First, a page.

Rebuilding Lower Manhattan

No one seems very impressed by the six

plans which have been put forward for the redevelopment of theWorld

Trade Center site. The pretty much unanimous view seems to be that they’ve

been hamstrung by the requirements to include 11 million square feet

of office space, as well as 600,000 square feet of retail space. Even

the man who unveiled them, John Whitehead, said almost apologetically

when he did so that he would change his plans if none of these ones


My initial reaction was pretty much along the same lines. All of the

plans of necessity include five or six huge new skyscrapers, which are

represented only in the most schematic way, and read visually as opaque

blocks turning the site into an office park. Certainly, at first glance,

the plans’ similarities far exceed their differences, and none of them

comes close to the bold and imaginative (yet, of course, completely

impractical) plans which we’ve all seen in art galleries or the New


But look more closely, and I think the Memorial

Square plan has a lot to be said for it. Why?

  • It preserves the "sacred footprints". Personally, I don’t

    think this a necessary part of an effective memorial, but a lot of

    people, including George Pataki, do. If we can come up with a good

    plan which keeps them inviolate, then so much the better.

  • The area south of Liberty Street is much more successfully integrated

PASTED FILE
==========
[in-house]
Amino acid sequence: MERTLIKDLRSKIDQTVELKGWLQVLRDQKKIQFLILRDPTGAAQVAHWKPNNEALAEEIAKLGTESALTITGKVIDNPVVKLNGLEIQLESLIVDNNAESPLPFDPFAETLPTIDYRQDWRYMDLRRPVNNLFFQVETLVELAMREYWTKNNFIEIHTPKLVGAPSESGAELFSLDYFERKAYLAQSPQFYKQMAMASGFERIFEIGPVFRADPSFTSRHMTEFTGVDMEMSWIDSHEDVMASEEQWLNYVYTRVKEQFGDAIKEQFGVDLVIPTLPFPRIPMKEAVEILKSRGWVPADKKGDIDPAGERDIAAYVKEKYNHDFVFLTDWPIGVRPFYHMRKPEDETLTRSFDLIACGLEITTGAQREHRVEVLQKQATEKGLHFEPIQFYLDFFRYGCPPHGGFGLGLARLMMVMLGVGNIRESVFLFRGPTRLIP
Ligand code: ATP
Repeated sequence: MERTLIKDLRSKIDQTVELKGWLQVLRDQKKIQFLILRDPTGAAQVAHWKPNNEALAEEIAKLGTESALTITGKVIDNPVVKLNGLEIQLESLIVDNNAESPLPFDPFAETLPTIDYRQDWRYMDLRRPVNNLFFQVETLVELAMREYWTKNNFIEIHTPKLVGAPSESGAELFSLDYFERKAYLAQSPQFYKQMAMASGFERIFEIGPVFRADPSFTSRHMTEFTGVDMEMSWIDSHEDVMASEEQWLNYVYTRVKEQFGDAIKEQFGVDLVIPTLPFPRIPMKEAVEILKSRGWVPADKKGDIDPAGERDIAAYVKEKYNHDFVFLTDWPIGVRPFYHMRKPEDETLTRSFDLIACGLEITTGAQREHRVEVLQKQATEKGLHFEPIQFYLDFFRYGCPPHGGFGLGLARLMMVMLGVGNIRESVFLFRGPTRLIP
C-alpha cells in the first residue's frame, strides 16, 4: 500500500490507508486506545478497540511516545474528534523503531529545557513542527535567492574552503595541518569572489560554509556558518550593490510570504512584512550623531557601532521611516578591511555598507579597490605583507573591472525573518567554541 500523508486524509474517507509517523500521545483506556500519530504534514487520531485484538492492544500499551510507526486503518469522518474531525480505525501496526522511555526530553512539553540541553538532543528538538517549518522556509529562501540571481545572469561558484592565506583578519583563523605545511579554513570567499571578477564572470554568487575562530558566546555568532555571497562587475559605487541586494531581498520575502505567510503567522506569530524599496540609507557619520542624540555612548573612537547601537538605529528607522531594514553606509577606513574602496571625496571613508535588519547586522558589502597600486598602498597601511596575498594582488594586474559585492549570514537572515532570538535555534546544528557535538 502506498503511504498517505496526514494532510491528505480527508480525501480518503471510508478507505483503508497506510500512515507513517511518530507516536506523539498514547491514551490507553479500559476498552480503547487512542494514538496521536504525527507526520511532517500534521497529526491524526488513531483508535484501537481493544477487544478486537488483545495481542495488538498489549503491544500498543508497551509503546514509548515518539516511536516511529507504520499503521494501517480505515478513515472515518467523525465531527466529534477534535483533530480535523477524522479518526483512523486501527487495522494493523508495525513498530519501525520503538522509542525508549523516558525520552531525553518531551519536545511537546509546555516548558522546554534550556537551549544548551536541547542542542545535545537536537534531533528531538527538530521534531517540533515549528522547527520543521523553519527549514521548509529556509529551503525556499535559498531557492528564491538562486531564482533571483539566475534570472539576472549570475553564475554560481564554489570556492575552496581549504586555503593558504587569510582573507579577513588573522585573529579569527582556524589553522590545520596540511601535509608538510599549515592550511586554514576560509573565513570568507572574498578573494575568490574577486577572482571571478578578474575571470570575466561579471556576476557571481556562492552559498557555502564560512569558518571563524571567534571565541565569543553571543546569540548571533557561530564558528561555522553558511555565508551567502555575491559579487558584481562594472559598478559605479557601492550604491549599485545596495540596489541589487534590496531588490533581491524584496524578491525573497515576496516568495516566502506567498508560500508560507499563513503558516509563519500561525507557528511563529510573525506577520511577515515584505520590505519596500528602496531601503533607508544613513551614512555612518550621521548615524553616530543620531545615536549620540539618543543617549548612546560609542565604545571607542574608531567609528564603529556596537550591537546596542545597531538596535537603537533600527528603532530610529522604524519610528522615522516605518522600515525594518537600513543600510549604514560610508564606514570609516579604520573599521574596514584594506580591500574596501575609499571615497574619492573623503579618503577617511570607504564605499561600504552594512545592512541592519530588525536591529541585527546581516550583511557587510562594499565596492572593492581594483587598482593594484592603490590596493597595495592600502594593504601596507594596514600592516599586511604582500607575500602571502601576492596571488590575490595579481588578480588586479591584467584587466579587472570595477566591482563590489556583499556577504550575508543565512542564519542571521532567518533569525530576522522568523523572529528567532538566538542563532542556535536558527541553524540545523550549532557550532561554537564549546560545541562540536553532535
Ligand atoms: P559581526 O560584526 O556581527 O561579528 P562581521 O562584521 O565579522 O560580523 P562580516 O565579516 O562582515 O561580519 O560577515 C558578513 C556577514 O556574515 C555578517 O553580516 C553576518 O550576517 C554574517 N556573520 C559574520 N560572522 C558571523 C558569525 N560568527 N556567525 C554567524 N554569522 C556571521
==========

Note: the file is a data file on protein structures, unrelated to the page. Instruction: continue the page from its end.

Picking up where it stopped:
into the rest of the plan than it is in the other proposals. Because

    of this, the plan effectively manages to enlarge the 16-acre site

    to include Liberty Square Park, which is untouched and unrelated in

    the other five plans. In Memorial Square, there’s a green space running

    from 1 World Financial Center all the way to Broadway, which opens

    up the total perceived area of the memorial plan impressively.

  • I really like the promenade which enables people to look down on

    the memorial space without having to make quite the emotional commitment

    involved in actually going into it. A large part of the rebuilding

    plan is involved in revitalising Lower Manhattan: this is going to

    be an area where hundreds of thousands of people live, work and shop

    every day. They’re going to want to be able to go about their daily

    lives without feeling the need to stop and reflect every time they

    approach the memorial.

  • It’s the only plan with an opera house: something new for downtown

    which will bring high culture to what used to be little more than

    a downmarket shopping mall with office blocks on top.

  • The entrance gates to the memorial, built into the wall which surrounds

    the memorial site and which supports the promenade, will be visible

    from a lot of places, most importantly from all the way up Greenwich

    Street. There’s an approach to the memorial here: you don’t

    just stumble across it on your way to the "transit hub".

  • The plan doesn’t rely on raising lots of office buildings for its

    impact. The office towers could come along a lot later; indeed, they

    could never come along at all, and the sightlines etc would only be

    improved. This is true of most of the plans, of course, but I think

    the Memorial Park is the most versatile in that respect.

I certainly hope that something more imaginative than Memorial Square

will eventually be built on the site. We have here an opportunity for

amazing new memorial architecture, and nothing we’ve seen so far really

seems to open up that possibility. But even if all these plans are ultimately

discarded, I think it will still be worth remembering some of the lessons

learned from what the Memorial Square proposal has brought to the table.

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